The union representing Brookhaven Town white-collar workers plans to ask a mediator to step into contract negotiations, the union’s president said.
John Kelly said town hall staff, who have been working without a contract since the end of 2019, have worked through the COVID-19 pandemic without cost-of-living adjustments, or COLAs, often risking their health "to provide every service necessary to keep Brookhaven open."
Kelly said Supervisor Edward P. Romaine and the six town council members received raises last year and are scheduled to receive pay hikes ranging from 2% to 5% in 2022.
"However, we do not see any money budgeted for the COLA raises we are asking for," Kelly said during an Oct. 21 town board meeting. "We continue to work without a contract and for the first time in more than two decades, we are going to have to go to mediation to try to get a fair contract. This is not something that we do lightly.
"Today the white-collar unionized work force here at the Town of Brookhaven demand that raises are budgeted like you did for yourselves and that your representatives at the mediation table bargain in good faith. It is only fair, wouldn’t you agree?"
The union represents about 315 town employees who belong to the Civil Service Employees Association.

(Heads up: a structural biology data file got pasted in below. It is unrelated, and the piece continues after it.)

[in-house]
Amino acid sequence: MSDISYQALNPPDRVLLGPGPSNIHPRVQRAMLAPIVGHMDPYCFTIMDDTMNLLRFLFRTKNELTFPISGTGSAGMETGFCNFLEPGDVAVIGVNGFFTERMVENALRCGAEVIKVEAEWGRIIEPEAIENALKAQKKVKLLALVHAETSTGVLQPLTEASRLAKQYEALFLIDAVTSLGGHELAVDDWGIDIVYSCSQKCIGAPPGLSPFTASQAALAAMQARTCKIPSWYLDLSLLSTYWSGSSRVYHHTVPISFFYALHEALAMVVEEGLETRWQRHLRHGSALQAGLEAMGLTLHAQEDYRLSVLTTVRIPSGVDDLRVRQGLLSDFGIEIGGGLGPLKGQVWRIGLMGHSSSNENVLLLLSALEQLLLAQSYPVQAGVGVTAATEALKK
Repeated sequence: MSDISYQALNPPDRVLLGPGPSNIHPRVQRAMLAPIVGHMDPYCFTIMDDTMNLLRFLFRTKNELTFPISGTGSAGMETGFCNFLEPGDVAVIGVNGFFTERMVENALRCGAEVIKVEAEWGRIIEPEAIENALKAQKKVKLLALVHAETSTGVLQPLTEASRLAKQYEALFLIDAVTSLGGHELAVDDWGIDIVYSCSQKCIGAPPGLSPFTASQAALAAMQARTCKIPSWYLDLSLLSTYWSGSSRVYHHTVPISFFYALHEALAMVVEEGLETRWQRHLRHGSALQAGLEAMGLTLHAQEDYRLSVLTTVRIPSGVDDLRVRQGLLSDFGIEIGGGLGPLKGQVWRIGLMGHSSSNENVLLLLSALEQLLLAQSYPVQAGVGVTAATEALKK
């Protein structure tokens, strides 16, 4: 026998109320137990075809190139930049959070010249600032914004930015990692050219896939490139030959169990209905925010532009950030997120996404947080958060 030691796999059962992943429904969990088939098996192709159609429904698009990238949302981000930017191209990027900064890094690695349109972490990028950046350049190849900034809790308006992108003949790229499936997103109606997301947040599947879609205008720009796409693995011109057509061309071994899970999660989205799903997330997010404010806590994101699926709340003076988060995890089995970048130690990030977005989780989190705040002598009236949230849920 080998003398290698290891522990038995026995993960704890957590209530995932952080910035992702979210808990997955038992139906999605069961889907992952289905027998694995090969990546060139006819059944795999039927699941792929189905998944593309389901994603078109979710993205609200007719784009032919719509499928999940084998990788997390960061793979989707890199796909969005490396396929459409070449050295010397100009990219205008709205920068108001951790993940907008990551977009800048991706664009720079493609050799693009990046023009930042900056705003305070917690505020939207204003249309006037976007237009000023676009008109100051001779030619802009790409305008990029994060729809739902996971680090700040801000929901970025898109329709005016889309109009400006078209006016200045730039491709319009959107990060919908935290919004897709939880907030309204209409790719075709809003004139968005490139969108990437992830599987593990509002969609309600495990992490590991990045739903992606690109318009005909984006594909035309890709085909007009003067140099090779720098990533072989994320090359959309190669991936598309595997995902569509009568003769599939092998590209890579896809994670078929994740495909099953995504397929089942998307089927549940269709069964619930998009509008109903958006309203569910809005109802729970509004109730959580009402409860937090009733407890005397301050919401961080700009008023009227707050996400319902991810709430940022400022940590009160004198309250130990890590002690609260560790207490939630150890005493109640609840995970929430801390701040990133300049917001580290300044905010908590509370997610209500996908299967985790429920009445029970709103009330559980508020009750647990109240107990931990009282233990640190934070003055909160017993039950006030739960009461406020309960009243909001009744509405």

Brookhaven's white-collar work force includes clerical and office staff, building inspectors, fire marshals, law department investigators, assessors, information technology specialists and other positions.
In an interview, Brookhaven Chief of Operations Matt Miner said negotiations with white-collar workers and other unions have been delayed by the pandemic. He declined to discuss specifics of contract talks.
"We don’t negotiate through the media," Miner said. "Our doors are open. We hope [the] white-collar [unit] will come and sit at the table and negotiate in good faith with us."
Kelly could not be reached Tuesday for additional comment.
He told the town board the union was upset that seven white-collar workers were laid off in 2020, part of a larger staff downsizing imposed by Brookhaven to cut costs amid revenue losses.
Kelly said the union wasn't mollified when the seven employees were reinstated.
"The union is here to say that it never should have happened in the first place," he said.
Miner said town board members' raises were published in the tentative 2022 budget because state law requires that their salaries be disclosed.
"If and when we come into agreement with the white-collar unit, there will be a budget amendment that will reflect that," Miner said. "Until they come to terms with a contract, we’re not going to budget that because that will be speculative."
Miner said town officials are negotiating a new contract with blue-collar employees, and town highway workers are expected to vote soon on a proposed pact.